Theophylline + SSRIs - Drug Interactions

Theophylline serum levels can be markedly and rapidly increasedby fluvoxamine. Toxicity will develop if theophylline dosage isnot suitably reduced. Some preliminary clinical evidence suggeststhat fluoxetine and citalopram may not interact,and in vitro evidence suggests that paroxetine and sertraline are also unlikely tointeract.

In a study in 13 healthy subjects citalopram 40mg daily for 21 days (to achieve steady-state) did not affect pharmacokinetics of a single 300mg oral dose of theophylline (See reference number 1)

The pharmacokinetics of theophylline were unchanged in 8 healthy subjects when they were given a 6-mg/kg infusion of aminophylline over 30 minutes,8 hrs after a single 40mg dose of fluoxetine (See reference number 2).

The effect of fluvoxamine on theophylline pharmacokinetics has been characterised in two studies in healthy subjects. In first study AUC of theophylline (given as a single 442mg oral dose of aminophylline) was increased almost threefold, clearance was reduced by 62 % and half-life was prolonged from 7.4 to 32.1 hrs by fluvoxamine 50mg daily for 3 days then 100mg daily for 13 days (See reference number 3). In second study, clearance of theophylline (given as a single 300mg oral dose of aminophylline) was reduced by about 70 % and half-life was increased from 6.6 to 22 hrs by fluvoxamine 50 to 100mg daily for 7 days (See reference number 4). This interaction was shown to be reduced in patients with mild and severe liver cirrhosis (Child class A and C, respectively), whereas clearance of a single 4-mg/kg dose of theophylline elixir was reduced by 62%, 52%, and 10.5 % in healthy subjects,patients with mild cirrhosis, and patients with severe cirrhosis, respectively. The half-life of theophylline was increased by 13.6 hrs in healthy subjects compared with 10.5 hrs in patients with mild cirrhosis and 1 hour in patients with severe cirrhosis, demonstrating reduced metabolic capabilities of cirrhotic liver (See reference number 5).

A number of case reports have described fluvoxamine-induced theophylline toxicity. Agitation and tachycardia (120 bpm) developed in an 83-year-old man taking theophylline 600mg daily (Theostat) about a week after he started to take fluvoxamine 100mg daily. His serum theophylline levels were found to have risen from under 15 mg/L to 40 mg/L (See reference number 6). A 70-year-old man similarly developed theophylline toxicity,with theophylline levels of about 32 mg/L (reference range 10 to 20 mg/L), when fluvoxamine was added. Subsequently theophylline concentrations were found to parallel a number of changes in fluvoxamine dosage (See reference number 7). The clearance of theophylline in an 84-year-old man was approximately halved while he was taking fluvoxamine (See reference number 8). An 11-year-old boy complained of headaches,tiredness and vomiting within a week of starting to take fluvoxamine. His serum theophylline levels were found to have doubled,from 14.2 to 27.4 mg/L (See reference number 9). A 78-year-old woman became nauseous within 2 days of starting to take fluvoxamine 50mg daily, and by day 6, when fluvoxamine was stopped, her serum theophylline levels were found to have increased about threefold. She experienced a seizure,became comatose, and had supraventricular tachycardia (200 bpm) requiring intravenous digoxin and verapamil. She recovered uneventfully (See reference number 10). A patient taking fluvoxamine 100mg daily developed nausea,vomiting, confusion, reduced sleep and a poor appetite 5 days after she began to take theophylline 300mg twice daily for COPD. Her theophylline level was found to be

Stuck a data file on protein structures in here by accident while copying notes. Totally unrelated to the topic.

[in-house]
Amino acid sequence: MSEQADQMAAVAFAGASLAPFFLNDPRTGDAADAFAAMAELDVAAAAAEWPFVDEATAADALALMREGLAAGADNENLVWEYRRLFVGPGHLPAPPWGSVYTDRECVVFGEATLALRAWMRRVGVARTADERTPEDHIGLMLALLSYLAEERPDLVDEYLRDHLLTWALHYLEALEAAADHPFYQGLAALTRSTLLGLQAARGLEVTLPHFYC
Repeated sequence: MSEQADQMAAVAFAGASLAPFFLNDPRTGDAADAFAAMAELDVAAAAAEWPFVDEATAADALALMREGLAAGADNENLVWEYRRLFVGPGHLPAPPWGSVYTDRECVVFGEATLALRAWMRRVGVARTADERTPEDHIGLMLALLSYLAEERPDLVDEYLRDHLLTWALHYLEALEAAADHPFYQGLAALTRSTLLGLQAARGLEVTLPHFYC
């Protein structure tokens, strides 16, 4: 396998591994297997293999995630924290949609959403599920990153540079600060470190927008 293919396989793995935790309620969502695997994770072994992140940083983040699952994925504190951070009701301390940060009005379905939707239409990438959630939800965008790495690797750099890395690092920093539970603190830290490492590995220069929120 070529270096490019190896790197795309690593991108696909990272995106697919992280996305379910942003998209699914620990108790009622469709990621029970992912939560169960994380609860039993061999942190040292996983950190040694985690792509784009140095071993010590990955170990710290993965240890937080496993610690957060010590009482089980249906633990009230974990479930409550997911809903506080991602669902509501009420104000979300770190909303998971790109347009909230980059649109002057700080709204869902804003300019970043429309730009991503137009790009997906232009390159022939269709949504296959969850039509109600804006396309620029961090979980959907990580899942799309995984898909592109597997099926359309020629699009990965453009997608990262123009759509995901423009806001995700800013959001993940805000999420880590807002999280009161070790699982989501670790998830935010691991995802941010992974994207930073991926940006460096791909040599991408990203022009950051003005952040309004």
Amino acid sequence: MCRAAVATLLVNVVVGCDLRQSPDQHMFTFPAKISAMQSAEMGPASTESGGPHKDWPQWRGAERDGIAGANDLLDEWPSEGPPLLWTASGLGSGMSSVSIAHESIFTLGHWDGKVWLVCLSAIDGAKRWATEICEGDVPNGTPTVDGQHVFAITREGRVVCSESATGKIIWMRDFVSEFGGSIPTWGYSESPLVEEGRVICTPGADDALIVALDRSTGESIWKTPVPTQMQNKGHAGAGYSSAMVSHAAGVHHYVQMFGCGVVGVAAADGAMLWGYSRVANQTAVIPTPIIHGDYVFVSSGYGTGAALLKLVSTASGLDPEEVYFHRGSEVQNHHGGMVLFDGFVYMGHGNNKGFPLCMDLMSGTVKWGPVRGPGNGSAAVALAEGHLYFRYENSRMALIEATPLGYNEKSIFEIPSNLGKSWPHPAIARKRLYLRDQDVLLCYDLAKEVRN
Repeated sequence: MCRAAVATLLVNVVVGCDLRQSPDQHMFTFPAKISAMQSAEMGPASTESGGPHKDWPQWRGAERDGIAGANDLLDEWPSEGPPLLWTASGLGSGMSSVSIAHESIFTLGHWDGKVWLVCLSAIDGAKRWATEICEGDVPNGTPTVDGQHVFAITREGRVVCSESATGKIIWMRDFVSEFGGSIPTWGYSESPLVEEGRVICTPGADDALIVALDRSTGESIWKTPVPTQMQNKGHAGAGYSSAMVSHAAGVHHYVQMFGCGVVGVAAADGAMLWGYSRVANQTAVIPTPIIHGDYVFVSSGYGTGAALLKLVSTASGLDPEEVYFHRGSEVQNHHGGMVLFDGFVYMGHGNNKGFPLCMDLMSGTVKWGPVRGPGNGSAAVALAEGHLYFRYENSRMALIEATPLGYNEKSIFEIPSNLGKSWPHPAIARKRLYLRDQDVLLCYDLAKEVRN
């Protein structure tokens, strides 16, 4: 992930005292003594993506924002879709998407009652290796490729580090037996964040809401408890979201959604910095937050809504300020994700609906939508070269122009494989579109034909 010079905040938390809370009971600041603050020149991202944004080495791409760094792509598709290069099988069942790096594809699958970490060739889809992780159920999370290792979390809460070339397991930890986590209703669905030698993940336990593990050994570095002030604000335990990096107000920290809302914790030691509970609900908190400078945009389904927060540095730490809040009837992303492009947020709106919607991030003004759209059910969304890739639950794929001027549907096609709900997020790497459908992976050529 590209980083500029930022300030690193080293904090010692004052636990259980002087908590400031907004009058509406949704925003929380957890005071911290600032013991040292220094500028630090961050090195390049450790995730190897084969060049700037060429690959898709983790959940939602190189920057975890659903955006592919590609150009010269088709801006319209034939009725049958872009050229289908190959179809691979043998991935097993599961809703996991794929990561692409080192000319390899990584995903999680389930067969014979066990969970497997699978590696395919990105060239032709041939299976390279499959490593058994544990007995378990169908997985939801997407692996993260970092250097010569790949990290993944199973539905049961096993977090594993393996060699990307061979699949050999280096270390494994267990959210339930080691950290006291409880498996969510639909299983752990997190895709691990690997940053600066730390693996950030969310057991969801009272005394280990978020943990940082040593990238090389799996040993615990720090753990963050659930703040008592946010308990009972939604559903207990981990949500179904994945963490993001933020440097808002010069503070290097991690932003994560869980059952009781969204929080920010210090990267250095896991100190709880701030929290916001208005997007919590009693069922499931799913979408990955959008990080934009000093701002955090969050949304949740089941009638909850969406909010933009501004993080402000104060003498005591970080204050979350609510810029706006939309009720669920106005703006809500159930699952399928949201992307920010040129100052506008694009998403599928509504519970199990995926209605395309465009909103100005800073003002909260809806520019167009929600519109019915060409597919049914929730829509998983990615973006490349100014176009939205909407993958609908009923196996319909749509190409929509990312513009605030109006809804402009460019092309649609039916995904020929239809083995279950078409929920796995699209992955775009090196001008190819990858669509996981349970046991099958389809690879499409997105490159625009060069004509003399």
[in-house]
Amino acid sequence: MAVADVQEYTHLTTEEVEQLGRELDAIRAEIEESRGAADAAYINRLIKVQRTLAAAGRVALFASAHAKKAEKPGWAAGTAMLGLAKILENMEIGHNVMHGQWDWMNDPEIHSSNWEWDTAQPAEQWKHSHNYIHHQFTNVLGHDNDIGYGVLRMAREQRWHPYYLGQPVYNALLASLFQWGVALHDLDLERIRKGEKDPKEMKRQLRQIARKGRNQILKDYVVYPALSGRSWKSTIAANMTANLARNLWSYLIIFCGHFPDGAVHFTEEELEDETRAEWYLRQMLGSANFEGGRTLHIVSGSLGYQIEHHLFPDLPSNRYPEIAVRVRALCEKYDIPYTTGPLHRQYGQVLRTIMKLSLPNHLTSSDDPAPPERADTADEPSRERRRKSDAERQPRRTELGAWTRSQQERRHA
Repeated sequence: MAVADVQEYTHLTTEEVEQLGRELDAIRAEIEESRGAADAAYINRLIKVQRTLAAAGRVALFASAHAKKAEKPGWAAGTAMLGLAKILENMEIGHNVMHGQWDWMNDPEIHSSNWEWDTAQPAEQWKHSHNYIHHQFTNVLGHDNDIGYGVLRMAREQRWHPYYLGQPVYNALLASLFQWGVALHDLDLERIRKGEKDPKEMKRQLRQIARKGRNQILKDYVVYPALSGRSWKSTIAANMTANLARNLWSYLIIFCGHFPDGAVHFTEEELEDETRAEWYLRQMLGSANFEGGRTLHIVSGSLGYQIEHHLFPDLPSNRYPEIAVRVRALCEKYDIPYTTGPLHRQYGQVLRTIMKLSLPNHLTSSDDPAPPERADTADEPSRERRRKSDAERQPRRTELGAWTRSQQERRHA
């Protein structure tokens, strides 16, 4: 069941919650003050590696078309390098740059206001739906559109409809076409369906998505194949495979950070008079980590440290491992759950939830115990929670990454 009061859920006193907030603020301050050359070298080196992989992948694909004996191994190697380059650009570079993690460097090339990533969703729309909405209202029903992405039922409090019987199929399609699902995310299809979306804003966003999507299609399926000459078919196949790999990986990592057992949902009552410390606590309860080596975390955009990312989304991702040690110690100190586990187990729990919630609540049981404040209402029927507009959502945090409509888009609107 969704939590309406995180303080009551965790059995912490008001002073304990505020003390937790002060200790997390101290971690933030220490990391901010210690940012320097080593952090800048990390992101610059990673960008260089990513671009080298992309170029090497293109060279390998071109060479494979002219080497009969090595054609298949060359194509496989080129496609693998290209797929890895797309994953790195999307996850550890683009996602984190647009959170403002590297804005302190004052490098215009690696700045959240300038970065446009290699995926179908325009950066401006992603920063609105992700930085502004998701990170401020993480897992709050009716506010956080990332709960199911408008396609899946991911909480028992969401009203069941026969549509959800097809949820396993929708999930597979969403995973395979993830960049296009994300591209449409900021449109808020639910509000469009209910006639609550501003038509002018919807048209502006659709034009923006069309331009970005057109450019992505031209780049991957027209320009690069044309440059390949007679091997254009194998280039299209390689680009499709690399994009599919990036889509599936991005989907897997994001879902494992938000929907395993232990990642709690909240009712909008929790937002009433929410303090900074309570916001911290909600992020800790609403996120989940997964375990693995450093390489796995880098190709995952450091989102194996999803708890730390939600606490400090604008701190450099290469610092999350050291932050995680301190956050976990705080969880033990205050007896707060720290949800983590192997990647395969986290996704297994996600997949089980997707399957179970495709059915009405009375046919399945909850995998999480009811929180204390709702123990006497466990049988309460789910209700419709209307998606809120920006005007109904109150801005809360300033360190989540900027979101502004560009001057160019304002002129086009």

In vitro studies with human liver microsomes have shown that fluvoxamine inhibits cytochrome P450 isoenzyme CYP1A2, principal enzyme responsible for metabolism of theophylline (See reference number 12,13). This results in raised theophylline levels and toxicity. This metabolic function,and hence interaction, appears to be severely reduced in patients with severe cirrhosis, probably due to reduced hepatic expression of CYP1A2 and reduced uptake of fluvoxamine (See reference number 5). The other SSRIs,citalopram, fluoxetine, paroxetine and sertraline only weakly inhibited CYP1A2 in vitro, and consequently would not be expected to interact (See reference number 12,13).

The interaction between fluvoxamine and theophylline is established and clinically important. The CSM in UK advise that concurrent use should usually be avoided, but that if this is not possible, reduce theophylline dosage by half when fluvoxamine is added and monitor theophylline levels (See reference number 14). . There is evidence to suggest that extent of this interaction is markedly reduced in patients with liver cirrhosis, particularly severe Child class C, despite higher levels of fluvoxamine,(See reference number 5) although caution should still be applied with concurrent use in this patient group as they are more likely to have high levels of theophylline due to reduced metabolism. There is good in vitro evidence to suggest that fluvoxamine is only SSRI likely to interact (because it is only one that significantly affects CYP1A2). This would seem to be borne out by lack of studies and case reports in literature describing problems with any of other SSRIs.

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